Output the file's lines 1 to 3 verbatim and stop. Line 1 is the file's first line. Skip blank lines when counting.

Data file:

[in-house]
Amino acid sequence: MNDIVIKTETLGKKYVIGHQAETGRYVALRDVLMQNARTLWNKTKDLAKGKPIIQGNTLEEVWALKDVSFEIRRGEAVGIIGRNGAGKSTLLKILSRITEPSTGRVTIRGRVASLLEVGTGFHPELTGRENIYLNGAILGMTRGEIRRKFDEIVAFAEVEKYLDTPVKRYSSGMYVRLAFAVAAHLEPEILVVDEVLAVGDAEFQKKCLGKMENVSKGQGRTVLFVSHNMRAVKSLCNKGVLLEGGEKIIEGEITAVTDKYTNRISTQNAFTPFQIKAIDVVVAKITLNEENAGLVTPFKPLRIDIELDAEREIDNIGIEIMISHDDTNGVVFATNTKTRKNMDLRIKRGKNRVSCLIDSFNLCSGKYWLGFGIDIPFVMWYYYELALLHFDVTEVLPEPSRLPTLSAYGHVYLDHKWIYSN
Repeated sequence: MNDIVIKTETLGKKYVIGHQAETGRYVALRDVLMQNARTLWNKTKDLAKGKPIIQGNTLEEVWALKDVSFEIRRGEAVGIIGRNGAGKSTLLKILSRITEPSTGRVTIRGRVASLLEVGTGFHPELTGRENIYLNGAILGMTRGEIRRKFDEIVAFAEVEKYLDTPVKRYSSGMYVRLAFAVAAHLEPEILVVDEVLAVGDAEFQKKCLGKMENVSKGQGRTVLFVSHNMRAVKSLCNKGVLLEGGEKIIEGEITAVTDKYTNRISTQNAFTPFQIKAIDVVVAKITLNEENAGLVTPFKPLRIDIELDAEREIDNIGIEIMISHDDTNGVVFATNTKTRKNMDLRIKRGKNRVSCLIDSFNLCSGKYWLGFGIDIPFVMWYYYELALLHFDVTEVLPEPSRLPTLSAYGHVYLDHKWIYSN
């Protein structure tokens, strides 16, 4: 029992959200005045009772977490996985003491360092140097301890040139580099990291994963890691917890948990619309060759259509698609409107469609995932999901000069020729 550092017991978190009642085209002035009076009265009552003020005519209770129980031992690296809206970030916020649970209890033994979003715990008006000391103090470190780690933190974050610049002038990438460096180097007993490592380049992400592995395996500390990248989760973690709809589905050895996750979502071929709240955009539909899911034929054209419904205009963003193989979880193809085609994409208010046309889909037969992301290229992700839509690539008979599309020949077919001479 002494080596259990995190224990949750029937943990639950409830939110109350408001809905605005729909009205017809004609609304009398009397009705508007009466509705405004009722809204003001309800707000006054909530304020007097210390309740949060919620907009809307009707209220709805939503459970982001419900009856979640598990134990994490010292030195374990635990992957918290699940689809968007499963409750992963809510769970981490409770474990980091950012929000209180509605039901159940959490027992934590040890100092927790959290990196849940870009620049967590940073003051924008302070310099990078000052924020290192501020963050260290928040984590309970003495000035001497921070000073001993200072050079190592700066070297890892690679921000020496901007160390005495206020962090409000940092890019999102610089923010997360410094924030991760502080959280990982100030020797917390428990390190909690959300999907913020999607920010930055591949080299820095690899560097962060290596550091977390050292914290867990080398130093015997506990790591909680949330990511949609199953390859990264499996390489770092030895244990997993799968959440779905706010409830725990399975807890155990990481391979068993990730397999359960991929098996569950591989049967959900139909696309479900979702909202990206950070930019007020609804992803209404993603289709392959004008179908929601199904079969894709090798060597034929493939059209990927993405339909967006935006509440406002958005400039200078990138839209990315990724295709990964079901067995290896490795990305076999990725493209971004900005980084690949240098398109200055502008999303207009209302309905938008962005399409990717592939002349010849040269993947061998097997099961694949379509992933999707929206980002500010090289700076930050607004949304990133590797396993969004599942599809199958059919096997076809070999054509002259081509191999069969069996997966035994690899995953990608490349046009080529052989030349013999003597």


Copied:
[in-house]
Amino acid sequence: MNDIVIKTETLGKKYVIGHQAETGRYVALRDVLMQNARTLWNKTKDLAKGKPIIQGNTLEEVWALKDVSFEIRRGEAVGIIGRNGAGKSTLLKILSRITEPSTGRVTIRGRVASLLEVGTGFHPELTGRENIYLNGAILGMTRGEIRRKFDEIVAFAEVEKYLDTPVKRYSSGMYVRLAFAVAAHLEPEILVVDEVLAVGDAEFQKKCLGKMENVSKGQGRTVLFVSHNMRAVKSLCNKGVLLEGGEKIIEGEITAVTDKYTNRISTQNAFTPFQIKAIDVVVAKITLNEENAGLVTPFKPLRIDIELDAEREIDNIGIEIMISHDDTNGVVFATNTKTRKNMDLRIKRGKNRVSCLIDSFNLCSGKYWLGFGIDIPFVMWYYYELALLHFDVTEVLPEPSRLPTLSAYGHVYLDHKWIYSN
Repeated sequence: MNDIVIKTETLGKKYVIGHQAETGRYVALRDVLMQNARTLWNKTKDLAKGKPIIQGNTLEEVWALKDVSFEIRRGEAVGIIGRNGAGKSTLLKILSRITEPSTGRVTIRGRVASLLEVGTGFHPELTGRENIYLNGAILGMTRGEIRRKFDEIVAFAEVEKYLDTPVKRYSSGMYVRLAFAVAAHLEPEILVVDEVLAVGDAEFQKKCLGKMENVSKGQGRTVLFVSHNMRAVKSLCNKGVLLEGGEKIIEGEITAVTDKYTNRISTQNAFTPFQIKAIDVVVAKITLNEENAGLVTPFKPLRIDIELDAEREIDNIGIEIMISHDDTNGVVFATNTKTRKNMDLRIKRGKNRVSCLIDSFNLCSGKYWLGFGIDIPFVMWYYYELALLHFDVTEVLPEPSRLPTLSAYGHVYLDHKWIYSN